Chasing a new horizon


Last month I participated in The Boxed 12 hosted at Eyman Park. This was a local event to promote a new gym coming to the outskirts of town called Boxed Fitness.

The race itself was straightforward. Run, or walk, as many miles as you can for 12 hours without leaving the course. Leading up to this event I was utterly dreading it mentally and physically. I had run a 50k (31 miles) and a marathon (26.2 miles) the month before. I was feeling banged up and walking around with two strained hamstrings.

However, I had signed up for the race and wanted to support a friend opening their own business. Saying no and backing down from this challenge felt wrong to do. So I showed up and simply began running.

It wasn’t too bad for the first part of the run, but right around that halfway point I started to go through a “low.” In endurance, running a “low” is anytime you absolutely want to give up. It is a temporary, yet intense, experience of a negative mental state.

My goal for the entire day was to run 50 miles. But I was at about the 32-mile mark and sure I was on my last lap. I wanted to call it a day and get to someplace warm. However, I heard word that Harvey Lewis was going to show up and visit a friend of his who was also participating.

For those who are unfamiliar, Harvey Lewis is an Ultra Runner who has won multiple prestigious events in the respective field and holds a world record for running 354 miles over 85 hours at “Big’s Backyard Ultra.”

He also happens to live in Southern Ohio.

Hearing word that he would be around was a big boost and it kept me in the race. I wanted to meet him and give him respect as a fellow runner. I’ve always enjoyed his Facebook posts and feel inspired by his insights.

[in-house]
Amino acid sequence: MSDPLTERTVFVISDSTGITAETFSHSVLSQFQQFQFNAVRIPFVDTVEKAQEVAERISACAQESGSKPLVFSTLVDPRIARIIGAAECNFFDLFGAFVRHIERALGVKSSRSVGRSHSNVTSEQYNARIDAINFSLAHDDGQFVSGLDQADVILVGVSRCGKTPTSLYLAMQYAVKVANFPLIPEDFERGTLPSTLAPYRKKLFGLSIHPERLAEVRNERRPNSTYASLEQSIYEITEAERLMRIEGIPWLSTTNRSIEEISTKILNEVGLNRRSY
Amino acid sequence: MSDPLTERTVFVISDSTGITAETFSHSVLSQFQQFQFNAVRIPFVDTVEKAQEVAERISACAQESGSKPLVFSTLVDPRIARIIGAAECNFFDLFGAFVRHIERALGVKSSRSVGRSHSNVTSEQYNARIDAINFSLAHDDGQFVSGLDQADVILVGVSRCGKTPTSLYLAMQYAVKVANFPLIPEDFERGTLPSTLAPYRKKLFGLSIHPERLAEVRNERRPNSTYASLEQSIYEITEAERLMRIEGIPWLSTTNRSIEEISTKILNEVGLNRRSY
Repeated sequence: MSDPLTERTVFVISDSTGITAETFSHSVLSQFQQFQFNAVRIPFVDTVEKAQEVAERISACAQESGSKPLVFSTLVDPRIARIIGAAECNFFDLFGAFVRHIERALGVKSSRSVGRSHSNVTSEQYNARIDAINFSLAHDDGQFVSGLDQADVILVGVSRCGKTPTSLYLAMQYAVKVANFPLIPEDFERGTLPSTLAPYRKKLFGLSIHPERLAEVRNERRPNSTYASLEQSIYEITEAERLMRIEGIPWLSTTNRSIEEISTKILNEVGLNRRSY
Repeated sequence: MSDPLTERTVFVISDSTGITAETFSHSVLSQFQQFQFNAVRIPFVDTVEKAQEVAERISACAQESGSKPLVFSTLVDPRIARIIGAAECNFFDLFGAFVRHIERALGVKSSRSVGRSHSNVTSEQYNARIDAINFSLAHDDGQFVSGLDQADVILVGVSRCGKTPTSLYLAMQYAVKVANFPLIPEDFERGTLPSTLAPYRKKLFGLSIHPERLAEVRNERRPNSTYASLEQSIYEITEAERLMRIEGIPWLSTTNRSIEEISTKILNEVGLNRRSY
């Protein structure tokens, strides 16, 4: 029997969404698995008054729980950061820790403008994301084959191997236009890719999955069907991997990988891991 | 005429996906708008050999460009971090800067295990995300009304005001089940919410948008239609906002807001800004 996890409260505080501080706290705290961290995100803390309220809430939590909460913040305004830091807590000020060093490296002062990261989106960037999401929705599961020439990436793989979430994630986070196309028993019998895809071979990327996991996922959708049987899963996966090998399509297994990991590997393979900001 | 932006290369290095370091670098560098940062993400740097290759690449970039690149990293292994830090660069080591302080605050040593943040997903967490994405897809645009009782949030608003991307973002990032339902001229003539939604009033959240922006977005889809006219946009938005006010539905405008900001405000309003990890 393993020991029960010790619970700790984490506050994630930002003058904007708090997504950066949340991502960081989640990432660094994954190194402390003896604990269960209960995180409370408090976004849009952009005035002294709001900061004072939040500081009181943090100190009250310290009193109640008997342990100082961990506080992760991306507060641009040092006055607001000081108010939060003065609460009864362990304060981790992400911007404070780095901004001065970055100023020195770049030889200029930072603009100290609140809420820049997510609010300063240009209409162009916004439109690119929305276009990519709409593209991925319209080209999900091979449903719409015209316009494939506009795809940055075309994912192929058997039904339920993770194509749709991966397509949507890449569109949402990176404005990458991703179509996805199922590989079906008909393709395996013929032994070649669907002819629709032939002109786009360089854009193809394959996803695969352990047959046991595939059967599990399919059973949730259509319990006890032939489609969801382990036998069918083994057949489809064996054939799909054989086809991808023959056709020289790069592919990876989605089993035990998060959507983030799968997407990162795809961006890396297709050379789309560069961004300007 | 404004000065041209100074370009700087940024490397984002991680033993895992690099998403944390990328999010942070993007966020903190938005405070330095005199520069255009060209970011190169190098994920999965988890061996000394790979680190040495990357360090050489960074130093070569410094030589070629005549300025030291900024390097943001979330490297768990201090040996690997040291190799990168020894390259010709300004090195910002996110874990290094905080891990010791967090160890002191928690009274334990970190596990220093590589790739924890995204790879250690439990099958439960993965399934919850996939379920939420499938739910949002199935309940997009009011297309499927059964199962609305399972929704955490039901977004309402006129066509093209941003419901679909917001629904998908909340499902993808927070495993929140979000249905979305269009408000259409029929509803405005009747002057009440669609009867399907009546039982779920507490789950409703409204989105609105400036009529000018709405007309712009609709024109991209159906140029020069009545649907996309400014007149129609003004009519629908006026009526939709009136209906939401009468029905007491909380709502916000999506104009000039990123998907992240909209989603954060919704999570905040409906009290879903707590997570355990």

Harvey showed up as I was getting close to my 50-mile goal. The way that the race was set up was a loop that kept going around. So every two miles or so a runner would return to the checkpoint for a full “lap.” Harvey asked the race directors if he could join me for a lap, and they happily obliged.

During that time I got to run with a respected runner, and he was complimentary toward Eyman Park, Boxed Fitness, and the mere fact that an event like that was being hosted in the Southern Ohio region. He could see it growing to be a big event someday.

We completed a lap together, and perhaps not coincidentally, I met my 50-mile goal. I would go on to run a total of 57 miles that day in the 12-hour time span. Now today, I am back to running and on to new horizons.

For the New Year, I am opening my own business called Horizon Athletic. The aim of this is to develop a training facility geared towards helping youth athletes wanting to improve with their respective sport/s, as well as provide quality personal training.

I feel this to be a great need for our community. Exercise is a gateway to well-being, and developing early, positive experiences for our youth give hope to a bright future. Athletes are at the forefront of the fitness industry. Giving proper guidance and a healthy culture will be my mission at Horizon Athletic.

We often have to “go the distance” in order to breakthrough to our goal, and it’s usually met with both ups and downs. In running, and in developing new business, I’ve found that the right support comes at the right time. This inspires me to chase new horizons!

Trey Tompkins is a local fitness enthusiast who writes columns for the Record-Herald.

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